It's a people's moment, and only people could have done this. But how can it be turned into a people's movement? This questions looms large over all thinking heads, and concerned hearts. In all conversations these days that people have indoors, or held-in-hurry discussions friends and acquaintances occasionally steal from these curfewed days and nights, this anxiety finds expression. Sometimes subtle, sometimes not so subtle. Such talking must have happened on all those occasions when the people of Kashmir rose against their tormentors in a thunderous one go. In 1931. After 1953 till 1975. In 1990, and afterwards. In 2008 again, and then in 2010. And now when it is 2016, we all see a groundswell of resistance again; in many ways like before, and in some ways like never before.
When it happened on the day Burhan was laid to rest, no one envisaged it would turn so massive. Though we all had sensed it coming for a long time now. In 2010 when the 'calm' returned and the people in New Delhi, and their underlings in Kashmir, thought of resorting to business as usual, the processes and structures of violence were tuned to do their routine. It started accumulating layer by layer. Finally PDP paved way for a full scale disaster by squeezing all earth, from North to South, underneath a Kashmiri Muslim. After the grotesque was committed, started the unloading of mountains of humiliation over a Kashmiri Muslim; Sainik colonies, exclusive land zones for Pandits, Hindu radicalism, beef ban, a consistent provocation through Indian TV channels, and BJP's derisive approach at the Centre. Even during 2014 floods, BJP relished in humiliating Kashmiri Muslims.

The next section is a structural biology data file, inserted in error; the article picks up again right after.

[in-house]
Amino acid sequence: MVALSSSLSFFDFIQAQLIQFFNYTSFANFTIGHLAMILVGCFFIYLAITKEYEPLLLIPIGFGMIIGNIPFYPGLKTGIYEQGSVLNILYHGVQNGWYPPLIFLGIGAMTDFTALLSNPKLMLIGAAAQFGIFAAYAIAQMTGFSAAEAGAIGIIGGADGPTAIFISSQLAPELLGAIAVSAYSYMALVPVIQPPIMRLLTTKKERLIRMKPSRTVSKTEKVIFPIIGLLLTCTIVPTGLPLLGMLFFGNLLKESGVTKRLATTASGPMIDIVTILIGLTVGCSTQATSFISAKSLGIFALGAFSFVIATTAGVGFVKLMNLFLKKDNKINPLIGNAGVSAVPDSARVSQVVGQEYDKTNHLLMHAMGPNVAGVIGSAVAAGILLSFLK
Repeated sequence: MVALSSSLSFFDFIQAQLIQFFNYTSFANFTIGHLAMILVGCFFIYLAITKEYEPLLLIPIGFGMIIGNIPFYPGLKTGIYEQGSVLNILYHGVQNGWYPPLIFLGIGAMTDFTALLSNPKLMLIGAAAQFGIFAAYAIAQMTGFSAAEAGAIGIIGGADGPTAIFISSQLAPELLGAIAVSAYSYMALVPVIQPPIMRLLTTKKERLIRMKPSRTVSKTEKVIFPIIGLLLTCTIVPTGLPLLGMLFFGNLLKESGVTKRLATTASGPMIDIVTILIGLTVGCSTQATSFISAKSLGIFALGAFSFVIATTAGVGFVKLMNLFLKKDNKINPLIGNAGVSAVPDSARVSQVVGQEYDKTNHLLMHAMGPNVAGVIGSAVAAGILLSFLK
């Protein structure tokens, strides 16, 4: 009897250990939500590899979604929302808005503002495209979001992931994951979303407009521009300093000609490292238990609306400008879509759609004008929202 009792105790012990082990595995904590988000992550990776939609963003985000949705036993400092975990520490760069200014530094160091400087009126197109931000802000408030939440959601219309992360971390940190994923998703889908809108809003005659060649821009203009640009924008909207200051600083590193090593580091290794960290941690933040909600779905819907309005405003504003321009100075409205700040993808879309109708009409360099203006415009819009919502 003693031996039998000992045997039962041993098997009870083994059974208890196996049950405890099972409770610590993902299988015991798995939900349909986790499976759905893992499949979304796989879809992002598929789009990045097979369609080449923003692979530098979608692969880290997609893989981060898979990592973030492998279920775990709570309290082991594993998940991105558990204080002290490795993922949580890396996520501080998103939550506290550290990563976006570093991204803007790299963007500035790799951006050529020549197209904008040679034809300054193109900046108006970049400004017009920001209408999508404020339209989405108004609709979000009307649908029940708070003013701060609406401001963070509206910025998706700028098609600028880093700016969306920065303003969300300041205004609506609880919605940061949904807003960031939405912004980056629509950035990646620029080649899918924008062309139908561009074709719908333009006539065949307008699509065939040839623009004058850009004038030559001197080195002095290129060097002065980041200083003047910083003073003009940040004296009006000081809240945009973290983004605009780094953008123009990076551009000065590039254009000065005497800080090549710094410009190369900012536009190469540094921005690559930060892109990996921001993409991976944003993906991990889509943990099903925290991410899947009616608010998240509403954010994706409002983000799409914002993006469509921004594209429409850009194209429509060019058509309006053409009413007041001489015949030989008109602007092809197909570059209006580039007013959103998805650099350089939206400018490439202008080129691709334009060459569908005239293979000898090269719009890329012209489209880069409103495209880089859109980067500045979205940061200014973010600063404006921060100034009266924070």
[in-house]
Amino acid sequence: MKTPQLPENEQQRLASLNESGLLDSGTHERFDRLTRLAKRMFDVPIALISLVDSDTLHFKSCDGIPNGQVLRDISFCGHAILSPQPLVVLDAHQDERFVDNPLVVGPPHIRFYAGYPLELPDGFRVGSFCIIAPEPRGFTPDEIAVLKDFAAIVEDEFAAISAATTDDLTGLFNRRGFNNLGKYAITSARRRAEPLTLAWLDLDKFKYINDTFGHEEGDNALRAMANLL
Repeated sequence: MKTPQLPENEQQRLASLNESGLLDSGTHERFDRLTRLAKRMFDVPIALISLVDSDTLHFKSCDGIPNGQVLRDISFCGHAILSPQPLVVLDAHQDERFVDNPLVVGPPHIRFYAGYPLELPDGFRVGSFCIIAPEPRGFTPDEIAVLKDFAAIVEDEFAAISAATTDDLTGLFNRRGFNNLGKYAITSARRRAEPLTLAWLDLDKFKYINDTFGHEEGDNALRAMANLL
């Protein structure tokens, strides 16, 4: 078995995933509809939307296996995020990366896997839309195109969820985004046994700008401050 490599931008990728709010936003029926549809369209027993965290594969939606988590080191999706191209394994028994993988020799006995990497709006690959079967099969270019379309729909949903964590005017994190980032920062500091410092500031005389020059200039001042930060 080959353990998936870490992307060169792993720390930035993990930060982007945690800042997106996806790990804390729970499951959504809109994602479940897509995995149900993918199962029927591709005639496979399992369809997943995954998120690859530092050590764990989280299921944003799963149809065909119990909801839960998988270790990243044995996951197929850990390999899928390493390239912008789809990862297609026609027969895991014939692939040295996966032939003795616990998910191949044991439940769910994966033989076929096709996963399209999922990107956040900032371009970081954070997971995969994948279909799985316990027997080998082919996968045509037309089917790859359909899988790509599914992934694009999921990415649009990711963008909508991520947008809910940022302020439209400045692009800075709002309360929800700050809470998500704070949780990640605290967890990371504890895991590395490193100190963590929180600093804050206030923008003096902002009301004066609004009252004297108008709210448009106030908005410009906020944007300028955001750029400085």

Now that the volcano has erupted, there is that old brigade Kashmir managers trying to rescue New Delhi. The structures established to control Kashmir are working overtime to defeat people by confusing them. One of the tested ways for doing this is to focus on leadership, and turn it off.
This is what Indian National Congress of Ghandi-Nehru leadership, in league with Dogra regime did when Kashmiri Muslims rose up to unshackle themselves. The leadership of Muslim Conference at its tallest was managed by Nehru to get the desired results from a public mobilisation that was Kashmir's own, and for Kashmir's own. A tragic fate 1931 mobilisation met, and we continue to pay price for that. Then came Plebiscite Front. After more than 20 years the same route was taken by bears to maul the herd. In 1987 chances were that a genuine political leadership emerged to speak on behalf of Kashmiri Muslims, but a brutal response from the government choked all space for any emergent leadership. Then we witnessed 1990. People came out in tens of thousands, and there by hangs a tale of armed rebellion and extreme forms of repression through that decade. Every time Kashmiris recall those times, there is an unmistakable regret for the absence of any formidable political leadership. It was not there, and the best of the moments was lost.